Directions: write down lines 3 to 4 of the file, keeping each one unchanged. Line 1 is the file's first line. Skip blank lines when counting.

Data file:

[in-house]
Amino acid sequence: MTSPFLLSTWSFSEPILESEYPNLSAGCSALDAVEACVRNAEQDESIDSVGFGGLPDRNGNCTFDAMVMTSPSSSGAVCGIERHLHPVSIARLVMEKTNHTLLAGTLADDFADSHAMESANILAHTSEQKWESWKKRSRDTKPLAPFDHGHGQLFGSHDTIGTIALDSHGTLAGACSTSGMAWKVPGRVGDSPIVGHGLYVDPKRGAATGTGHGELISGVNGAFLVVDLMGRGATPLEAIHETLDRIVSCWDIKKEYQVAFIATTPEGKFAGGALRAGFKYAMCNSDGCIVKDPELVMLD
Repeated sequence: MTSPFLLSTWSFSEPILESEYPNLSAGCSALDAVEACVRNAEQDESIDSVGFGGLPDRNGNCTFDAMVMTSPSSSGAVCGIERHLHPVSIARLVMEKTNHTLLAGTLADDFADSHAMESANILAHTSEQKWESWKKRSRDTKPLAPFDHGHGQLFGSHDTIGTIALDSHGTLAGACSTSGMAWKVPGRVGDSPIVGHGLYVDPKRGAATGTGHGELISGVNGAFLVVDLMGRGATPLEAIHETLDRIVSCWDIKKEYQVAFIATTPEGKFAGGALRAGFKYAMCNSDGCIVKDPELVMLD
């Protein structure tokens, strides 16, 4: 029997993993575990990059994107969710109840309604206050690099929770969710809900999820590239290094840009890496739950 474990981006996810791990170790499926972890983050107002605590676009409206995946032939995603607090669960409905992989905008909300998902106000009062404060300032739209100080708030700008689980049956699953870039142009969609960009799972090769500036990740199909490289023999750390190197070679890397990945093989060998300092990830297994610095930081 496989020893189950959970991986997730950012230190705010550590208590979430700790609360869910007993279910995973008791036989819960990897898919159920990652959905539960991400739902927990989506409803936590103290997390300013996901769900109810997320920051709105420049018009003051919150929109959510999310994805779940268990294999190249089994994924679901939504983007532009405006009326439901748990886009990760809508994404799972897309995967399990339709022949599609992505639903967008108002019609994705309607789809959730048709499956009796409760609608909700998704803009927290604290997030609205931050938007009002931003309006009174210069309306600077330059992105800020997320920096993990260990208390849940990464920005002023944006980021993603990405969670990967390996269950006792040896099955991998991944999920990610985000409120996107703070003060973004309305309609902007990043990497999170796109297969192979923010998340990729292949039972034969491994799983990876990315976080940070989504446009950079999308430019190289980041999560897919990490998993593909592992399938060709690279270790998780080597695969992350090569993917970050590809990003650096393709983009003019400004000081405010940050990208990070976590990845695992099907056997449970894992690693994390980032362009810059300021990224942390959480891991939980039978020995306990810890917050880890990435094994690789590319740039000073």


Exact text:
Repeated sequence: MTSPFLLSTWSFSEPILESEYPNLSAGCSALDAVEACVRNAEQDESIDSVGFGGLPDRNGNCTFDAMVMTSPSSSGAVCGIERHLHPVSIARLVMEKTNHTLLAGTLADDFADSHAMESANILAHTSEQKWESWKKRSRDTKPLAPFDHGHGQLFGSHDTIGTIALDSHGTLAGACSTSGMAWKVPGRVGDSPIVGHGLYVDPKRGAATGTGHGELISGVNGAFLVVDLMGRGATPLEAIHETLDRIVSCWDIKKEYQVAFIATTPEGKFAGGALRAGFKYAMCNSDGCIVKDPELVMLD
């Protein structure tokens, strides 16, 4: 029997993993575990990059994107969710109840309604206050690099929770969710809900999820590239290094840009890496739950 474990981006996810791990170790499926972890983050107002605590676009409206995946032939995603607090669960409905992989905008909300998902106000009062404060300032739209100080708030700008689980049956699953870039142009969609960009799972090769500036990740199909490289023999750390190197070679890397990945093989060998300092990830297994610095930081 496989020893189950959970991986997730950012230190705010550590208590979430700790609360869910007993279910995973008791036989819960990897898919159920990652959905539960991400739902927990989506409803936590103290997390300013996901769900109810997320920051709105420049018009003051919150929109959510999310994805779940268990294999190249089994994924679901939504983007532009405006009326439901748990886009990760809508994404799972897309995967399990339709022949599609992505639903967008108002019609994705309607789809959730048709499956009796409760609608909700998704803009927290604290997030609205931050938007009002931003309006009174210069309306600077330059992105800020997320920096993990260990208390849940990464920005002023944006980021993603990405969670990967390996269950006792040896099955991998991944999920990610985000409120996107703070003060973004309305309609902007990043990497999170796109297969192979923010998340990729292949039972034969491994799983990876990315976080940070989504446009950079999308430019190289980041999560897919990490998993593909592992399938060709690279270790998780080597695969992350090569993917970050590809990003650096393709983009003019400004000081405010940050990208990070976590990845695992099907056997449970894992690693994390980032362009810059300021990224942390959480891991939980039978020995306990810890917050880890990435094994690789590319740039000073």